When the US announced that we would rejoin the Paris Climate Accord concurrent with previous Coffee House event, I expressed my disagreement with this policy change. Nothing has occurred since then to cause me to change my mind. Two of the biggest carbon emitters are still on the sidelines, pledges embodied in the Paris Accord are far behind their time lines, and investments promised to under-developed countries are in arrears. Despite some expectations to the contrary, COP26 failed to bring China and India into the fold with meaningful commitments, the under-developed nations upped the ante beyond any likelihood that their demands would be met, and most importantly, an enforcement mechanism was not even the subject of serious discussion. However, COP26 did create another alternate universe with the notion that government and public pressure on financial institutions and the investment community will siphon off funding for fossil fuel facilities and new exploration, and in turn, funnel resources into investments in renewable energy alternatives. This is more wishful thinking at best in my mind. It is already apparent that investments in existing green energy companies, environmental focused mutual funds and start-ups financed with venture capital are producing among the poorest investment returns by most traditional financial measures. The dis-economies associated with these uses of capital resources are simply not sustainable. The reality is that as fossil related sources are diminished by policy decisions, derivatives such as fuel oil, natural gas and petrochemical feedstocks will increase dramatically in price due to supply-demand imbalances. To assume renewables will scale up in time to avoid this economic distortion and its effect on our standard of living is “betting the house”, a bet that we need not make at this juncture without immediate consideration to a few under-promoted alternatives, one of which is in-hand today.
    In this context, I strongly support the two speakers during the Coffee House discussion that suggested a more rational way to wean our way from fossil fuels should include ramping up the licensing and construction of pre-fabricated, small scale (pocket) nuclear power plants, and launching a “Manhattan Project” type government sponsored/funded program to accelerate the development of hydrogen fuels by selective membrane technology. (Note that nuclear energy is not even mentioned in Biden’s Build Back Better plan). My point is, that in the longer term, the world will be compelled to move rapidly toward nuclear energy and fuel cell technology when it becomes apparent that renewables of all forms and battery technology can not get us to a carbon neutral condition without devastating the world economies and creating wide-spread civil unrest. I would like to think that this is the next generation’s problem to solve, but I am not so sure. Two or three years exceptionally high energy, heating fuels, plastics and gasoline prices may be enough for desperate voters to reject the green movement in it’s current form, and demand a more balanced and patient address to climate change with mitigation strategies built in. We can only hope.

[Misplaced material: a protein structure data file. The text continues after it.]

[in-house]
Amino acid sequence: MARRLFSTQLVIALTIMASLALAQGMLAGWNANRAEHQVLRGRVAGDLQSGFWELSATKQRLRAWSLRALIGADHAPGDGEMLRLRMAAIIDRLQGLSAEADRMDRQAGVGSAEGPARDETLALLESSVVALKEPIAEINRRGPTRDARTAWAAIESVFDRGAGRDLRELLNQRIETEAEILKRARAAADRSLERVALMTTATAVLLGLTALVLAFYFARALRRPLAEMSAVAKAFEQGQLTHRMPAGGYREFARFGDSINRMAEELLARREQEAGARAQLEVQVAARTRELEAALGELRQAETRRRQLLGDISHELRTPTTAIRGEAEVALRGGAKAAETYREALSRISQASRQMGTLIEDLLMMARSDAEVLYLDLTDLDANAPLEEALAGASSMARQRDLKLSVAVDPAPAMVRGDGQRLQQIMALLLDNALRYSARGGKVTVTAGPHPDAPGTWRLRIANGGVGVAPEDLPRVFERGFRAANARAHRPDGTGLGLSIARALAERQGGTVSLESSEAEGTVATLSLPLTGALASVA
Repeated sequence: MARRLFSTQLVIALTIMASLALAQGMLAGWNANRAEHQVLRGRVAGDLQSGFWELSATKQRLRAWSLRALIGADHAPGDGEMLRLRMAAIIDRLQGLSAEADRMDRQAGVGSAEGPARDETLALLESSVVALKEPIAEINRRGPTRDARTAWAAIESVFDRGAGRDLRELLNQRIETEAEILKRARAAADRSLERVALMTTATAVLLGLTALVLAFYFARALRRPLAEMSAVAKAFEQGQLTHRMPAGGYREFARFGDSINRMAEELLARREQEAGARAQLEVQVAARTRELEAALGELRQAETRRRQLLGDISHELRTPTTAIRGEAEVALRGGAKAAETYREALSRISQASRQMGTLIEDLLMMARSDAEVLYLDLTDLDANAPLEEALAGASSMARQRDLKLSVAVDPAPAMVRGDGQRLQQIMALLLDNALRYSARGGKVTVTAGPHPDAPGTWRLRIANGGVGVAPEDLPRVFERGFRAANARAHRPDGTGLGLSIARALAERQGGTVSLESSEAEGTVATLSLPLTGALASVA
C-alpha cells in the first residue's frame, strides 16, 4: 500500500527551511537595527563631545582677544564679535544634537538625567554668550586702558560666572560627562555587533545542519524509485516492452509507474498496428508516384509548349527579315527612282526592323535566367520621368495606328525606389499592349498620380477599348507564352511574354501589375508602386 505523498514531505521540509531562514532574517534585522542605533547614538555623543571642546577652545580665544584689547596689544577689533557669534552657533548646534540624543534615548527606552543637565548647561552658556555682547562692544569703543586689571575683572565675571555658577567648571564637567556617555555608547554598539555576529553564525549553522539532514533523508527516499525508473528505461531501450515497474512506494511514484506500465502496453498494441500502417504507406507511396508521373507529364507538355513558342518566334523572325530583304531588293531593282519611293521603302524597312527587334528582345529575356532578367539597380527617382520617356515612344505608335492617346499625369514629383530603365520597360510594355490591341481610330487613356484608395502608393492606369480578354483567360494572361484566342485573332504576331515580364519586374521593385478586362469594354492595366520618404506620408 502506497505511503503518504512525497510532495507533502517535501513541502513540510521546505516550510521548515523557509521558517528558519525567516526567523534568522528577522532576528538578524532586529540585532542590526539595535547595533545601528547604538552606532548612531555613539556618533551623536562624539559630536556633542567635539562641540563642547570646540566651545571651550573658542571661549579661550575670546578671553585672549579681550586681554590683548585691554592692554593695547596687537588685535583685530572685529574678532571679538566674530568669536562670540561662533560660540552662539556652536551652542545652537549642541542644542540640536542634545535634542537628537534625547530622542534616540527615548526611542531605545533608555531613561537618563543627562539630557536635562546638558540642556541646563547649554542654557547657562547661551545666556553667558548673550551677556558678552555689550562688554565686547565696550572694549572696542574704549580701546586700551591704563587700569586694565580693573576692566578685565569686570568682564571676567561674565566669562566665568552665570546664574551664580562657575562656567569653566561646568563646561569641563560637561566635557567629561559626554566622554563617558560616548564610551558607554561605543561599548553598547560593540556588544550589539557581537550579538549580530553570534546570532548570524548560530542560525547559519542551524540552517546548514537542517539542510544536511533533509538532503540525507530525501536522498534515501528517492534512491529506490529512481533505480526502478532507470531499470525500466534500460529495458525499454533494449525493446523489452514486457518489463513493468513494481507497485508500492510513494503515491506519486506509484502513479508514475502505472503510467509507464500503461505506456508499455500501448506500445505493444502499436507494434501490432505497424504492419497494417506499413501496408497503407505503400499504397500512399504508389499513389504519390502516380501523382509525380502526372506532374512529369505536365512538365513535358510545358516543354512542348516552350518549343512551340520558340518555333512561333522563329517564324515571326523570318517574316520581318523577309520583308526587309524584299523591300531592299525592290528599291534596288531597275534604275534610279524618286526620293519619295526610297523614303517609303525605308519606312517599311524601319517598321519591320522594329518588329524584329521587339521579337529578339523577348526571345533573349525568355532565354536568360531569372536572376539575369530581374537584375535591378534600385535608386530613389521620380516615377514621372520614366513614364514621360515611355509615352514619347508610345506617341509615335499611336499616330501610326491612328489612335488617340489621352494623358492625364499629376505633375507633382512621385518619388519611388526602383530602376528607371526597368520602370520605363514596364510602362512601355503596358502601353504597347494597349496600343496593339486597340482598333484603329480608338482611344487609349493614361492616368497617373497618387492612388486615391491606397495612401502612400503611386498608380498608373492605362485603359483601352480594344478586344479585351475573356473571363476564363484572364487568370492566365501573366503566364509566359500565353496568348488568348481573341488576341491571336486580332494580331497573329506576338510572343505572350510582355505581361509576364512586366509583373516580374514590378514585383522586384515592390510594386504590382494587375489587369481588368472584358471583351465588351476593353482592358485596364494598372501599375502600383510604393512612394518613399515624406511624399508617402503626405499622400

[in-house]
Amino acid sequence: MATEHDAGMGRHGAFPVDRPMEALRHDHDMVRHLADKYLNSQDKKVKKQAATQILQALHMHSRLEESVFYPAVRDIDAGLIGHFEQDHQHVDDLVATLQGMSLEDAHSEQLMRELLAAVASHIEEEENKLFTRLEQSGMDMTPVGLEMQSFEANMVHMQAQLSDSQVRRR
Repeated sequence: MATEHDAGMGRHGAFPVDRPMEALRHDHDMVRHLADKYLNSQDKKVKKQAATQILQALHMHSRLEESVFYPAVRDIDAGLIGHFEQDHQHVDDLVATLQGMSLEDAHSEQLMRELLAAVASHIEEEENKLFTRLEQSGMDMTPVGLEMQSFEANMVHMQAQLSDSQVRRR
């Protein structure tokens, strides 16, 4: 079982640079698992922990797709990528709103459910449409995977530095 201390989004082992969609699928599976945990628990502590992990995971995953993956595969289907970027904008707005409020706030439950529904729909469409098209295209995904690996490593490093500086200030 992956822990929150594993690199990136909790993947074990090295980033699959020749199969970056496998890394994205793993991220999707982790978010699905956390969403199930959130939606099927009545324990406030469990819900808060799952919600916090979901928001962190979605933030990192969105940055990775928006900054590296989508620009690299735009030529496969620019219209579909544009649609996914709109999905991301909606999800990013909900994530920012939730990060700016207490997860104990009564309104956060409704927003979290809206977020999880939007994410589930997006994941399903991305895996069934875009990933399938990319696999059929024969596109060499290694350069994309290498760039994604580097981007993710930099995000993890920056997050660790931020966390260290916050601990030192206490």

• Ken Merkey

    Well said, Tony. I am hoping to see some counter arguments from our classmates, especially those who oppose nuclear.

  • Thanks for your comments, Tony. I’m sorry you were unable to join the coffee hour discussion. I agree, perhaps from a different perspective, that the COPs invoke an alternative universe. It’s hard to imagine how 20 to 30 thousand “diplomats” can come to agreement on anything, let alone an existential threat like climate change.

    A few days ago, a friend loaned me his copy of the Oct. 30, “COP-out” edition of The Economist with the See-No-Evil, Hear-No-Evil, Speak-No-Evil penguins on the cover. Its lead editorial,, is a prescient preview of COP26—a sample: